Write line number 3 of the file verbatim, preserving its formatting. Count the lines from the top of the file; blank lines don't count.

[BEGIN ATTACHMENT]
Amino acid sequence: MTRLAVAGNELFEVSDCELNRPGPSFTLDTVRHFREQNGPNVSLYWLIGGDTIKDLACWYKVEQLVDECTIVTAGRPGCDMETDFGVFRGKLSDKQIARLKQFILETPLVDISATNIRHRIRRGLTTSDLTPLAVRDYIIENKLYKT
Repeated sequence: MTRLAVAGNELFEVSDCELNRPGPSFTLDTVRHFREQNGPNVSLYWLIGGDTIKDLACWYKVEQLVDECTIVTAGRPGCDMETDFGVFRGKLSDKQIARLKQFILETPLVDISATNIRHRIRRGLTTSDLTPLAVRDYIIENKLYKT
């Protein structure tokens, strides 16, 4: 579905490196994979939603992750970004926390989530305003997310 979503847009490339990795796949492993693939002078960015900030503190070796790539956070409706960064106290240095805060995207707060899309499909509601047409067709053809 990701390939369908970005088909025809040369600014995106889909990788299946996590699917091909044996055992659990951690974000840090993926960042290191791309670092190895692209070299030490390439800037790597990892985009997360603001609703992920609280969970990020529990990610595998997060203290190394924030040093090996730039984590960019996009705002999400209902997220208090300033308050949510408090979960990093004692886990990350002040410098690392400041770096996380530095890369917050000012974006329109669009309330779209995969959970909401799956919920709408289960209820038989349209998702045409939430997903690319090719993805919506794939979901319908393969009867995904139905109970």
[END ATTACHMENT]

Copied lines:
């Protein structure tokens, strides 16, 4: 579905490196994979939603992750970004926390989530305003997310 979503847009490339990795796949492993693939002078960015900030503190070796790539956070409706960064106290240095805060995207707060899309499909509601047409067709053809 990701390939369908970005088909025809040369600014995106889909990788299946996590699917091909044996055992659990951690974000840090993926960042290191791309670092190895692209070299030490390439800037790597990892985009997360603001609703992920609280969970990020529990990610595998997060203290190394924030040093090996730039984590960019996009705002999400209902997220208090300033308050949510408090979960990093004692886990990350002040410098690392400041770096996380530095890369917050000012974006329109669009309330779209995969959970909401799956919920709408289960209820038989349209998702045409939430997903690319090719993805919506794939979901319908393969009867995904139905109970």